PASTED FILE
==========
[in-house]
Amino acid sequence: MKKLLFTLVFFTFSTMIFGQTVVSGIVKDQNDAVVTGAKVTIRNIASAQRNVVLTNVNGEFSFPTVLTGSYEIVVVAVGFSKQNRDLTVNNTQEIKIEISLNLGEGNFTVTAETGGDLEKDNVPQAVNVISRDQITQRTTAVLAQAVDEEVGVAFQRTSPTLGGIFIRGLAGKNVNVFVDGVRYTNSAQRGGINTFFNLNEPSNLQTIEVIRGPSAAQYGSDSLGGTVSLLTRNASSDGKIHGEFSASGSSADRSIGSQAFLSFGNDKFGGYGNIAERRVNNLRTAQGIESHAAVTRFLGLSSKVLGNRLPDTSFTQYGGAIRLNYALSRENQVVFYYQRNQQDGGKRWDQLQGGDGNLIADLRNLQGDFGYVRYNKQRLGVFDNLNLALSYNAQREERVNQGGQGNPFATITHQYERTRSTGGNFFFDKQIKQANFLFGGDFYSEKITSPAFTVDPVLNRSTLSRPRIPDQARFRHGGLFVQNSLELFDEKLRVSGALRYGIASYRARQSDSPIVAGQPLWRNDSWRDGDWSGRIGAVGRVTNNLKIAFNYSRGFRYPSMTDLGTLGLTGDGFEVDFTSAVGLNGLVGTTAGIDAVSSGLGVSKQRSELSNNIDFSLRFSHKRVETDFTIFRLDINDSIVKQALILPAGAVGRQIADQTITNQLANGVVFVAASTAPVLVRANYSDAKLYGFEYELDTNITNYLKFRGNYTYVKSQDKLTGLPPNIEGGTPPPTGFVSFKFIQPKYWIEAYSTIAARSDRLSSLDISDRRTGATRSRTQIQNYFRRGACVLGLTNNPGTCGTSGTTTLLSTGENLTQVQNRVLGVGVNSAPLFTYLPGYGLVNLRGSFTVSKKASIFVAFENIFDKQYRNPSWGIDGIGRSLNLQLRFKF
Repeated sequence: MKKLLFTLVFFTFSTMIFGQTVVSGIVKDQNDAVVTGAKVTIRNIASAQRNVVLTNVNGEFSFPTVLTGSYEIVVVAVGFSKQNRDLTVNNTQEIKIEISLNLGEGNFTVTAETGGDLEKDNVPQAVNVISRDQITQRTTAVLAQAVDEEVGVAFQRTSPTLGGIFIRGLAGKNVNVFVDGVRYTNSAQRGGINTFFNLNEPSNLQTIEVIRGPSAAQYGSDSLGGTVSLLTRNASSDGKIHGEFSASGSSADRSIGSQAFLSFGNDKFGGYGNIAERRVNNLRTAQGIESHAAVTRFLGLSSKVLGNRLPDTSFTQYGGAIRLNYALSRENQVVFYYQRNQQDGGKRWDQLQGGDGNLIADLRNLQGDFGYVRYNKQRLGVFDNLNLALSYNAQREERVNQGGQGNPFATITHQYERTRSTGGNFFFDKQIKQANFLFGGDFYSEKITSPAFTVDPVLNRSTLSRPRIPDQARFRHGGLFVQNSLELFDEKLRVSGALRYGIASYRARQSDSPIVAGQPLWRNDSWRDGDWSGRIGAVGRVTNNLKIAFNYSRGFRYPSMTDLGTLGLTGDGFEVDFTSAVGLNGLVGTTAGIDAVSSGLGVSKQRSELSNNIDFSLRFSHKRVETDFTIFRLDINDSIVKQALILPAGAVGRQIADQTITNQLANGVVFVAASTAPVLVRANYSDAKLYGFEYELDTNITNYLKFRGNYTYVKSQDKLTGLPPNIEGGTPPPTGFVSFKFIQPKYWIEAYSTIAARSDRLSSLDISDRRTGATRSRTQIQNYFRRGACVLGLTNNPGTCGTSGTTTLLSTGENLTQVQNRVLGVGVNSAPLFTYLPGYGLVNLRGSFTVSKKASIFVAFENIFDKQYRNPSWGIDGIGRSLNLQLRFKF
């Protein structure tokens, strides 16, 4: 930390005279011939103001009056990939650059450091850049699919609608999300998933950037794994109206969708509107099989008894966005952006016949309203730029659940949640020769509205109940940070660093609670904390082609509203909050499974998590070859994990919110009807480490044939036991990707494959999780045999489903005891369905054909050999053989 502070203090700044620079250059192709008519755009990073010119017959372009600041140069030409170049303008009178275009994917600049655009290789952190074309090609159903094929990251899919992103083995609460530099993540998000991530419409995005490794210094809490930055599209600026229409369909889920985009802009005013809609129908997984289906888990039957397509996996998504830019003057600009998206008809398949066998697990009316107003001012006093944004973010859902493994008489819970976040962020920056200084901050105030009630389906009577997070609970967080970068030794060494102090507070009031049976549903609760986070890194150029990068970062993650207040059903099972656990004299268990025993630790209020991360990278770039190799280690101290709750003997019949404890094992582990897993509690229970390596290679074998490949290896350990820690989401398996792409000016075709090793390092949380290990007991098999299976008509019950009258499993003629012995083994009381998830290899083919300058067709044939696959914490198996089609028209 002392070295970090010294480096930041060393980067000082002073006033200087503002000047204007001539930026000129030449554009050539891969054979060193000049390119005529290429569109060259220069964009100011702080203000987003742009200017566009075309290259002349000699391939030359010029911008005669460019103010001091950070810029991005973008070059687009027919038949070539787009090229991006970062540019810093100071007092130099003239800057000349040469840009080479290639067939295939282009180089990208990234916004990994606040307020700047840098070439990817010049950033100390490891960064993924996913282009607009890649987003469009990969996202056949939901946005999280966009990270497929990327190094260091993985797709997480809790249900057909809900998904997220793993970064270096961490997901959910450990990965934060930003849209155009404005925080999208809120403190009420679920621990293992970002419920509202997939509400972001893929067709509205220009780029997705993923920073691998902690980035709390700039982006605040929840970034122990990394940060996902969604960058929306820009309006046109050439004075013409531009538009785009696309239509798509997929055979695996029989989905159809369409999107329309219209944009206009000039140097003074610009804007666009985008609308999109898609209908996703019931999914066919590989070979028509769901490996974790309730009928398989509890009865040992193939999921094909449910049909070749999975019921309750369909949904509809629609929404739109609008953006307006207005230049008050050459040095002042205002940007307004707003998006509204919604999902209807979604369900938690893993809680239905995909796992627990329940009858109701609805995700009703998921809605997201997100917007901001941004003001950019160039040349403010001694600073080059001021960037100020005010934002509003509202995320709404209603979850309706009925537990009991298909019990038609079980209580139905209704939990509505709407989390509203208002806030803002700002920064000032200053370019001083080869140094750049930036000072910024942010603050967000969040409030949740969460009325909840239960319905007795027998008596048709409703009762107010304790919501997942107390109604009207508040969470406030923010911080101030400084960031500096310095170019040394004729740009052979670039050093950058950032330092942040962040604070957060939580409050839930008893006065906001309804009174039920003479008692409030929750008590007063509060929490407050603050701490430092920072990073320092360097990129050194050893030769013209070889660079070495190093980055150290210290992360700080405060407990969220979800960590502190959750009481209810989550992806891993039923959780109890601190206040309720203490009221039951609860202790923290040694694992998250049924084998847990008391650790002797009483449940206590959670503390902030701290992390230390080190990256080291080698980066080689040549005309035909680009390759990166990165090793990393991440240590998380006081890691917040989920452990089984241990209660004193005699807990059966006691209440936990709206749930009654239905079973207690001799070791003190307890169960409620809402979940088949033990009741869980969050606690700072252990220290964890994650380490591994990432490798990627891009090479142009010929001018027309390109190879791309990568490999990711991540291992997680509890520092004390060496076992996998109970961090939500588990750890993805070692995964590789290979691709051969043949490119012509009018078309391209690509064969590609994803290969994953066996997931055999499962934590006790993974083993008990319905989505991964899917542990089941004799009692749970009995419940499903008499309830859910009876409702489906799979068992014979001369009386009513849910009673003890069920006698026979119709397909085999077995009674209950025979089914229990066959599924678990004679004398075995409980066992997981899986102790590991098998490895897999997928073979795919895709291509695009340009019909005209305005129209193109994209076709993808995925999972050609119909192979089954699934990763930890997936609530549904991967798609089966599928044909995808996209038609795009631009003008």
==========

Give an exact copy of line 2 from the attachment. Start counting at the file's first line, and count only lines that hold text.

Amino acid sequence: MKKLLFTLVFFTFSTMIFGQTVVSGIVKDQNDAVVTGAKVTIRNIASAQRNVVLTNVNGEFSFPTVLTGSYEIVVVAVGFSKQNRDLTVNNTQEIKIEISLNLGEGNFTVTAETGGDLEKDNVPQAVNVISRDQITQRTTAVLAQAVDEEVGVAFQRTSPTLGGIFIRGLAGKNVNVFVDGVRYTNSAQRGGINTFFNLNEPSNLQTIEVIRGPSAAQYGSDSLGGTVSLLTRNASSDGKIHGEFSASGSSADRSIGSQAFLSFGNDKFGGYGNIAERRVNNLRTAQGIESHAAVTRFLGLSSKVLGNRLPDTSFTQYGGAIRLNYALSRENQVVFYYQRNQQDGGKRWDQLQGGDGNLIADLRNLQGDFGYVRYNKQRLGVFDNLNLALSYNAQREERVNQGGQGNPFATITHQYERTRSTGGNFFFDKQIKQANFLFGGDFYSEKITSPAFTVDPVLNRSTLSRPRIPDQARFRHGGLFVQNSLELFDEKLRVSGALRYGIASYRARQSDSPIVAGQPLWRNDSWRDGDWSGRIGAVGRVTNNLKIAFNYSRGFRYPSMTDLGTLGLTGDGFEVDFTSAVGLNGLVGTTAGIDAVSSGLGVSKQRSELSNNIDFSLRFSHKRVETDFTIFRLDINDSIVKQALILPAGAVGRQIADQTITNQLANGVVFVAASTAPVLVRANYSDAKLYGFEYELDTNITNYLKFRGNYTYVKSQDKLTGLPPNIEGGTPPPTGFVSFKFIQPKYWIEAYSTIAARSDRLSSLDISDRRTGATRSRTQIQNYFRRGACVLGLTNNPGTCGTSGTTTLLSTGENLTQVQNRVLGVGVNSAPLFTYLPGYGLVNLRGSFTVSKKASIFVAFENIFDKQYRNPSWGIDGIGRSLNLQLRFKF